On 15 December 2015 the European Parliament and the Council of Europe, through their respective internal bodies, the Legal Affairs Committee (JURI) and the Committee of Permanent Representatives (COREPER), reached an agreement on the final draft of the Directive (available here, see also our previous comment on the EU Commision’s proposal here).
The final version of the text was endorsed by the JURI on 28th January 2016. The European Parliament shall vote upon it in plenary session. Subsequently, the text shall be submitted to the Council of Europe for final revisions.
Following these steps, the European Member States will have 24 months to transpose the Directive. This time period will begin from the date of publication of the Directive in the Official Journal of the European Union, which is not due before March or April 2016.
During the negotiations, one of the main issues of debate between the European Parliament and the Council of Europe concerned the necessity to strike a balance between, on the one hand, the right of information, the freedom of expression and investigative journalism (so-called “whistle-blowing”) and, on the other hand, the protection of trade secrets.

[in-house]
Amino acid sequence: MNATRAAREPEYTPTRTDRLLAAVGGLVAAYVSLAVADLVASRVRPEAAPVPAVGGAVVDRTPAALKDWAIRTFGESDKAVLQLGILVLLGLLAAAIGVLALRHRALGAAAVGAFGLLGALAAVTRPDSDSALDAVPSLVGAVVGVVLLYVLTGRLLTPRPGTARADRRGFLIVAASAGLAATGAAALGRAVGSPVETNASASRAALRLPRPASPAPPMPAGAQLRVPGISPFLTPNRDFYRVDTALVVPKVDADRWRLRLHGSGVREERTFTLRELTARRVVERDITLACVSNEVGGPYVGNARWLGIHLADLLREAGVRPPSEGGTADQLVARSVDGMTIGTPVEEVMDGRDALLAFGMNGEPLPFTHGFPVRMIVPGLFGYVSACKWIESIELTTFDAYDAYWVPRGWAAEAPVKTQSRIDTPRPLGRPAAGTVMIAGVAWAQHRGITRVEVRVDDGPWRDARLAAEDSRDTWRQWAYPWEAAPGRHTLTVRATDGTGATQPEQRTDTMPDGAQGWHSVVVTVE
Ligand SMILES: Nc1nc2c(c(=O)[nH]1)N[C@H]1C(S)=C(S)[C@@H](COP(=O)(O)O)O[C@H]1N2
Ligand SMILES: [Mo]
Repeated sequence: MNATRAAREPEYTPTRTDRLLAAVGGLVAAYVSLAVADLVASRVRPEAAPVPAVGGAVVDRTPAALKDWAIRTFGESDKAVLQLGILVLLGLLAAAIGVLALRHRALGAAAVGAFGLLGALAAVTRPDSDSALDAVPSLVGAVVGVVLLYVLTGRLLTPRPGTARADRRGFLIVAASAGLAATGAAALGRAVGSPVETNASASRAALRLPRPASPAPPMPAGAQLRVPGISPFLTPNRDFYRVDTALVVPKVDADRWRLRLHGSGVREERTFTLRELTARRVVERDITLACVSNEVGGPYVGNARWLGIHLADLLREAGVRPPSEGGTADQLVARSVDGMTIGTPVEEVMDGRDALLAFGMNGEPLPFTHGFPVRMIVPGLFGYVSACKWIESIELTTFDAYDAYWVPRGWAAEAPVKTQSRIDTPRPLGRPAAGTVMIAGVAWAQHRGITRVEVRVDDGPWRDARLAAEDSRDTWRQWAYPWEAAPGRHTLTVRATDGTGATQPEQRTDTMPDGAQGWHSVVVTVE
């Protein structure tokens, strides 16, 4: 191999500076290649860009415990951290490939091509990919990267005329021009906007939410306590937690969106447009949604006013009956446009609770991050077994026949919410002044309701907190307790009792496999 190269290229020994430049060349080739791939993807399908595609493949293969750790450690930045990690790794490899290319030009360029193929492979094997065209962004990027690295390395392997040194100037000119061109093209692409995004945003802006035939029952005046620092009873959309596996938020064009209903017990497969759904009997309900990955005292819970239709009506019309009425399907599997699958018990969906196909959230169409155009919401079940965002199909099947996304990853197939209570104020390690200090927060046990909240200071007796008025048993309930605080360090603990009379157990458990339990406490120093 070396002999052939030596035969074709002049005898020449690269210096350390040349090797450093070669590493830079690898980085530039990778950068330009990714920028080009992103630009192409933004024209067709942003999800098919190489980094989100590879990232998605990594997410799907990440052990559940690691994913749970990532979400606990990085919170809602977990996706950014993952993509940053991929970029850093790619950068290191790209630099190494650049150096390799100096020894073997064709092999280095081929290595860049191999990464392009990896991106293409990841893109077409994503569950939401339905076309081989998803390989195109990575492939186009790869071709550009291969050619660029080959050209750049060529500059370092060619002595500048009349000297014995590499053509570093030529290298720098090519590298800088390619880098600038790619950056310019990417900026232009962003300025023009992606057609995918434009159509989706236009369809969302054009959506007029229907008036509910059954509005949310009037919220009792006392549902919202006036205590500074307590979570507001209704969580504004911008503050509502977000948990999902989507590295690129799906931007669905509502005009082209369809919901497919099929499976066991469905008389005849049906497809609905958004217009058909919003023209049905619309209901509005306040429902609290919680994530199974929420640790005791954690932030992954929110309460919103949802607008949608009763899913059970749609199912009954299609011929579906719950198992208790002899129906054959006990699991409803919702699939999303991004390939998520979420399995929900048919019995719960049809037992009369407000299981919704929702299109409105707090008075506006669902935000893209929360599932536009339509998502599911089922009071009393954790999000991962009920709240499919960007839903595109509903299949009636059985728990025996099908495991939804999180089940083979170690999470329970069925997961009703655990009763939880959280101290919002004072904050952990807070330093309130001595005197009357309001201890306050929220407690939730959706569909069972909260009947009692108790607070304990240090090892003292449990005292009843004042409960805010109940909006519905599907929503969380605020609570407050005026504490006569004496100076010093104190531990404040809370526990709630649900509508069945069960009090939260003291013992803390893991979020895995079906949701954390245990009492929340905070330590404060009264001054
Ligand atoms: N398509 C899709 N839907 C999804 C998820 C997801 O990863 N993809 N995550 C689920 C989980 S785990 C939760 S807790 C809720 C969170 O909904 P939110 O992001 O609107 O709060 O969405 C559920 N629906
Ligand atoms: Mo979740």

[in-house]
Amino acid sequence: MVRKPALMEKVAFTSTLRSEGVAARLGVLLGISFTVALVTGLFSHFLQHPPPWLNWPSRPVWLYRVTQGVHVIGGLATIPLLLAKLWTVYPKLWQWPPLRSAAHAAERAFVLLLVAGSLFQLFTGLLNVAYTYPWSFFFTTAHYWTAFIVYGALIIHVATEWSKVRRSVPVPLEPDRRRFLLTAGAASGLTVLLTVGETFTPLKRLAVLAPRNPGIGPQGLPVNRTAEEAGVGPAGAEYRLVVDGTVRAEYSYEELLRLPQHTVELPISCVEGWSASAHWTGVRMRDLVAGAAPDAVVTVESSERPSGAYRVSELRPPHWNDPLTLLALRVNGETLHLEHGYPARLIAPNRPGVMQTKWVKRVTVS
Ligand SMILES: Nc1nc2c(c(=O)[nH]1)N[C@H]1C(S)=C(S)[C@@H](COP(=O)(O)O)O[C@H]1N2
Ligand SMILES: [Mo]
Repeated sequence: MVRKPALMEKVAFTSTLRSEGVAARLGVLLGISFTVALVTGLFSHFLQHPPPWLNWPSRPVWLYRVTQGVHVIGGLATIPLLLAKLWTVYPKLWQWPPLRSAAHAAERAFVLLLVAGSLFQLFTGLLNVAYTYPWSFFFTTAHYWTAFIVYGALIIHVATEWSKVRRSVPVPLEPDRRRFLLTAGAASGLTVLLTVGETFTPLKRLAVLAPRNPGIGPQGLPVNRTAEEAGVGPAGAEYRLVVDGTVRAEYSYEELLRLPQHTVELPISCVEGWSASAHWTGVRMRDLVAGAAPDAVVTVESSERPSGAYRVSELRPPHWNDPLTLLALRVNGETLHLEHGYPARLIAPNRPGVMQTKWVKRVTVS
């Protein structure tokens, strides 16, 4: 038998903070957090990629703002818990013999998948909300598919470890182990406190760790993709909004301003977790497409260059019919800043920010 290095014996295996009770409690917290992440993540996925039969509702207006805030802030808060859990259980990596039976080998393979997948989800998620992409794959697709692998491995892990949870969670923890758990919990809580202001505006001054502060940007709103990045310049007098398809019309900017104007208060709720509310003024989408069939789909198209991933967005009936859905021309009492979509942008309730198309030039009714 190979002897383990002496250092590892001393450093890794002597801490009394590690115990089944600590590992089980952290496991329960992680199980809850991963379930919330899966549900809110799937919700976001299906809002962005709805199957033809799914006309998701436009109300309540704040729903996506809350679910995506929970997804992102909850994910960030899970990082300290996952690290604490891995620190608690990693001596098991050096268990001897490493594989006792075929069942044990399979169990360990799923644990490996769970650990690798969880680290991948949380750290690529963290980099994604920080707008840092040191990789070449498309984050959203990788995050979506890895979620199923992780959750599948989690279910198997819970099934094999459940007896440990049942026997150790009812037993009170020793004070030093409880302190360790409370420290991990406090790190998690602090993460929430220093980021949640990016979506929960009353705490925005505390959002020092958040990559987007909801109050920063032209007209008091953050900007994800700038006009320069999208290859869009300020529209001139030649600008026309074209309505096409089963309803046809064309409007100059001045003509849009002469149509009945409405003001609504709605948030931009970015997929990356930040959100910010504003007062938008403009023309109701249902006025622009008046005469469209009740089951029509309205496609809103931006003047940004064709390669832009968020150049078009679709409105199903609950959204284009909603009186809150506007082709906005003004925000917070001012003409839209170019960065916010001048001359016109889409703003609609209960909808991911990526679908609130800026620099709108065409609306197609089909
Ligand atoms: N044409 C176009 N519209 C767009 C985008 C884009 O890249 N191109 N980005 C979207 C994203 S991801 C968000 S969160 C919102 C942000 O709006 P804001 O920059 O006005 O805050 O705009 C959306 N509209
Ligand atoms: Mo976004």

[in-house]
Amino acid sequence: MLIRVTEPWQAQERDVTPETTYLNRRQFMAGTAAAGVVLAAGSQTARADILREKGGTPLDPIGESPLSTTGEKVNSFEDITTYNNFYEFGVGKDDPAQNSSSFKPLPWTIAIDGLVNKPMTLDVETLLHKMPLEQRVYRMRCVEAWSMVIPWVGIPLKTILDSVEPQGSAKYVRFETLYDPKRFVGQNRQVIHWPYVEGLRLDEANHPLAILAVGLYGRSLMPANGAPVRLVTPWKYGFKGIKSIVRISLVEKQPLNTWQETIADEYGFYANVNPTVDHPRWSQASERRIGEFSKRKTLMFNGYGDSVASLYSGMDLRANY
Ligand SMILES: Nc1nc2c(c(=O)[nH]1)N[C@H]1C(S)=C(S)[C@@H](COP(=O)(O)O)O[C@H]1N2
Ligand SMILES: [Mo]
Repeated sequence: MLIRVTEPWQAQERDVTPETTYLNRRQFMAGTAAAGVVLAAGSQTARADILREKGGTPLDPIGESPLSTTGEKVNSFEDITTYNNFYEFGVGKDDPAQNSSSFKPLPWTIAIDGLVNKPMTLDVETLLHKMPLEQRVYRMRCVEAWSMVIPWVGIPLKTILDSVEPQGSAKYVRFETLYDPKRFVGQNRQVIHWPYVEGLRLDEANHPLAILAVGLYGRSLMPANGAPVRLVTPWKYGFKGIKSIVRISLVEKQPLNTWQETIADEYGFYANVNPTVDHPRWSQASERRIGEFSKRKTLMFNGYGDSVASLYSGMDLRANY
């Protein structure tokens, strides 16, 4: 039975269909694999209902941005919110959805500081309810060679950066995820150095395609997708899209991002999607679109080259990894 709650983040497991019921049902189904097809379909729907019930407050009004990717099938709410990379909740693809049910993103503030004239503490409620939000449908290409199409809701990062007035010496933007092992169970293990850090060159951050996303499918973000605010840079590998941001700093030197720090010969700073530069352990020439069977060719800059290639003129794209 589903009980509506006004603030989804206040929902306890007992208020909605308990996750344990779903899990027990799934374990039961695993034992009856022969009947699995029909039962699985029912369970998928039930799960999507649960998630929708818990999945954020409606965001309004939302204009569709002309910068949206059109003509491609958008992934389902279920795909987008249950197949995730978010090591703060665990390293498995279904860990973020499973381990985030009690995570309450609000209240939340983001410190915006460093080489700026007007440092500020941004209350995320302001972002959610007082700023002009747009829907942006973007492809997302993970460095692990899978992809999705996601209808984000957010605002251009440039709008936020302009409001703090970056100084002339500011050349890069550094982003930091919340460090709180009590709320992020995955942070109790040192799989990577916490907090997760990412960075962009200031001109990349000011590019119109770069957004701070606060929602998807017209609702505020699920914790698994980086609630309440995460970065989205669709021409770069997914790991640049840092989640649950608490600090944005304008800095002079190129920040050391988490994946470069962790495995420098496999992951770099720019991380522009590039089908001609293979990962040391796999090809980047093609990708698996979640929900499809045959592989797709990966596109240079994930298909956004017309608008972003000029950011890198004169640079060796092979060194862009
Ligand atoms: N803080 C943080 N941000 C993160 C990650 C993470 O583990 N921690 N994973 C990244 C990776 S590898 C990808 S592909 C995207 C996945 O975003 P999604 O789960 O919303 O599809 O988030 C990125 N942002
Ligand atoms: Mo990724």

For this purpose, the final text provides for guarantees for the preservation of each of these fundamental rights and strengthens the position of whistle-blowers, by stating, at Art. 1, that the Directive “shall not affect the exercise of the right of freedom of expression and information” and, at art. 4, that “the measures, procedures and remedies provided in this Directive are dismissed when the alleged acquisition, use or disclosure of trade secret was carried out … for revealing a misconduct, wrongdoing or illegal activity, provided that the respondent acted for the purpose of protecting the general public interest”.
Finally, the Directive will guarantee that its rules will not create unjustified barriers to worker’s mobility. Indeed, as underlined by the JURI, the Directive specifies, at Art. 1, that rules protecting trade secrets will not “[limit] employees’ use of the experience and skills honestly acquired in the normal course of their employment”, and that rules should not “[impose] any additional restrictions on employees in their employment contracts other than in accordance with EU or national law”.
Researcher at Osservatorio di proprietà intellettuale, concorrenza e comunicazioni, LUISS Guido Carli